Sorbonne conference

Foucault conference, day three at the Sorbonne

My time in Paris was somewhat disrupted by the weather – first the Seine flooding some RER stations, and then the snow which closed some transport and libraries. So I didn’t quite finish all the work I’d hoped here. I’ll have to head back at some point in the next few months. While I was here I also attended the conference on Foucault’s Les aveux de la chair. This felt like an important event in the posthumous reception of Foucault. The book itself was published just before I left Paris and I’ve been sharing various links about news reports and some early reviews. When I return to the UK I’ll first be speaking about the Shakespearean Territories book at a workshop at Queen Mary, which is part of a visit organized around the work of Charles Maier. I’ll next be speaking about the Foucault work in Madrid in March and Warwick and Leuven in May. Details of forthcoming talks are here. I have a short book review to finish, and will also write something on Les aveux de la chair, but the main writing focus now for the next few months is the Canguilhem book.

The previous updates on this project are here; and the previous books Foucault’s Last Decade and Foucault: The Birth of Power are both available from Polity. Several Foucault research resources such as bibliographies, short translations, textual comparisons and so on are available here. On the related Canguilhem book project, see this page.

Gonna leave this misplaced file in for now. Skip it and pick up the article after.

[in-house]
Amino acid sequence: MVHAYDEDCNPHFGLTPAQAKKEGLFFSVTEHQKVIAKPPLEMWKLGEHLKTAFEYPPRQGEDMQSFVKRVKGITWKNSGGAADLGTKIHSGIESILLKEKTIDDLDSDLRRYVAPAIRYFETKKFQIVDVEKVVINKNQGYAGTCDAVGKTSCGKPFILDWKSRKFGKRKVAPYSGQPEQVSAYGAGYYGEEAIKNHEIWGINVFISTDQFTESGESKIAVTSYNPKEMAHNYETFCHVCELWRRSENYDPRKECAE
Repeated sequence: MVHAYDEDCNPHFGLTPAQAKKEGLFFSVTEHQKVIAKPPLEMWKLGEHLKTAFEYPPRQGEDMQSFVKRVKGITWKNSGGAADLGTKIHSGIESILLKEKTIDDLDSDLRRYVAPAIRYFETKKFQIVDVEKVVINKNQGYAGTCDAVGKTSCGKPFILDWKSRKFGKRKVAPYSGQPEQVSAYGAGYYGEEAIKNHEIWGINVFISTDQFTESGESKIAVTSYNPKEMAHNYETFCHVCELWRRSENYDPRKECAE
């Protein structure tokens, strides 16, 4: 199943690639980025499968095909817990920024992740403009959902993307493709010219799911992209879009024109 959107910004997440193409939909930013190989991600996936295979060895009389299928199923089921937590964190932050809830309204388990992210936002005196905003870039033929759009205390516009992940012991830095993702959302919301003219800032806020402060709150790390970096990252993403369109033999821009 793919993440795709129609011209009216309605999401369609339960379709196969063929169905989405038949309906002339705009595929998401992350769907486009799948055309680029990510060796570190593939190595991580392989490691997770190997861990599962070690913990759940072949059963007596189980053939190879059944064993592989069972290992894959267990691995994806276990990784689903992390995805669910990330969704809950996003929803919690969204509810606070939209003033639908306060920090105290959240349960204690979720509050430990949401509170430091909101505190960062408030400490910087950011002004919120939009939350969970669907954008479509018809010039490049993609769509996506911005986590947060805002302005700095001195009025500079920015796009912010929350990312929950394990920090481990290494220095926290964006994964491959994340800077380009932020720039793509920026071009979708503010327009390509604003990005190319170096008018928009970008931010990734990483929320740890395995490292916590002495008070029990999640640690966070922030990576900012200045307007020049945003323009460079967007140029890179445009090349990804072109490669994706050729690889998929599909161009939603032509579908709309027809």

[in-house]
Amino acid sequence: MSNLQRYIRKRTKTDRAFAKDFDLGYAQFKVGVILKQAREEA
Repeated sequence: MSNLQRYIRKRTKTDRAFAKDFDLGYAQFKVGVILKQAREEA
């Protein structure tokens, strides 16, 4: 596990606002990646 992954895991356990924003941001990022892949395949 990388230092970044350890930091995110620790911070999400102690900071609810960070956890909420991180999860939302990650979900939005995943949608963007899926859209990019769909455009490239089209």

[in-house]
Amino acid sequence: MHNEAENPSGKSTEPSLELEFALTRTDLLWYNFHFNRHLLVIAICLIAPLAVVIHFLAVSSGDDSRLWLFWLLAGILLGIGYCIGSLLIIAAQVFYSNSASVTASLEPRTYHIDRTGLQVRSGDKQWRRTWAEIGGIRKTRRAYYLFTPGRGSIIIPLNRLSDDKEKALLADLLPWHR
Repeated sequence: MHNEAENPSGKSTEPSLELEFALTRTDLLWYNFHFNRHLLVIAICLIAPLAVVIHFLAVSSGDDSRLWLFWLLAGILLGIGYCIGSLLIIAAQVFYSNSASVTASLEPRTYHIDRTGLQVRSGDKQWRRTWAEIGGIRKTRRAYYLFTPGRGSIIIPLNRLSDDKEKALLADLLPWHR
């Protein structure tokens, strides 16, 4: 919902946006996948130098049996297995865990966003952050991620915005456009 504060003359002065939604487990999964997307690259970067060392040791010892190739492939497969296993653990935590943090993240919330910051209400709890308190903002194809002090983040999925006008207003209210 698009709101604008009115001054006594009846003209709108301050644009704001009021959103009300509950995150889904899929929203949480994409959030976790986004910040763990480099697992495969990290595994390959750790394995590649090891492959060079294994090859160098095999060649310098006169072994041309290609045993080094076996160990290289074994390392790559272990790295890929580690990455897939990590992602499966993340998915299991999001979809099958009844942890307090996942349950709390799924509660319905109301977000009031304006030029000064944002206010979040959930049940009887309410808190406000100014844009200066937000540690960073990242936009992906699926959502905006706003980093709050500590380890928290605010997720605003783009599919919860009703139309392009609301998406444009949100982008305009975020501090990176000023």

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This entry was posted in Canguilhem, Georg Wilhelm Friedrich Hegel, Georges Canguilhem, Michel Foucault, The Early Foucault, Uncategorized. Bookmark the permalink.

3 Responses to The Early Foucault Update 16: Other writing, and working on the Lille courses, the Hegel thesis and Canguilhem in Paris

  1. Clare O'Farrell says:

    Reblogged this on Foucault News.

  2. Pingback: The Early Foucault update 17: Canguilhem, Beinecke library and back to Foucault | Progressive Geographies